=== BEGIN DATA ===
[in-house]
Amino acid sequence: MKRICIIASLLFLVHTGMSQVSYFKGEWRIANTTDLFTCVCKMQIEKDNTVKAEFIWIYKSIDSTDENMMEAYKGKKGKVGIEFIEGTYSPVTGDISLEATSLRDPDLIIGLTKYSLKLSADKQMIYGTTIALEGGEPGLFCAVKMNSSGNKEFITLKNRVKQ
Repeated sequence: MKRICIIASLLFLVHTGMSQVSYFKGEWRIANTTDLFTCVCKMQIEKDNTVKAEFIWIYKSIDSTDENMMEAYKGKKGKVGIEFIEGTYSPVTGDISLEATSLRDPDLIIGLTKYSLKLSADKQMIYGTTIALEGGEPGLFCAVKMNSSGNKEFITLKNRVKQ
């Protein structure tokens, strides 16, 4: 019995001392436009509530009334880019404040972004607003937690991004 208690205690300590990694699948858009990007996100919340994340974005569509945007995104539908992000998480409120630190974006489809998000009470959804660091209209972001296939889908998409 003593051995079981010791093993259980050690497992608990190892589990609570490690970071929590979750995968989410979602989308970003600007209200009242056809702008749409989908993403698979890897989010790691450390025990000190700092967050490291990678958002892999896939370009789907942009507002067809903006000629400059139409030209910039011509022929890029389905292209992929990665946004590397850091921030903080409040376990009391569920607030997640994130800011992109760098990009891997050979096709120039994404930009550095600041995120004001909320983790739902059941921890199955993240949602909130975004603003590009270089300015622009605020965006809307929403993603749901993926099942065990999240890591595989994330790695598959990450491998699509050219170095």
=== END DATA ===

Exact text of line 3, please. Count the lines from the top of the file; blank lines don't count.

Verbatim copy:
Repeated sequence: MKRICIIASLLFLVHTGMSQVSYFKGEWRIANTTDLFTCVCKMQIEKDNTVKAEFIWIYKSIDSTDENMMEAYKGKKGKVGIEFIEGTYSPVTGDISLEATSLRDPDLIIGLTKYSLKLSADKQMIYGTTIALEGGEPGLFCAVKMNSSGNKEFITLKNRVKQ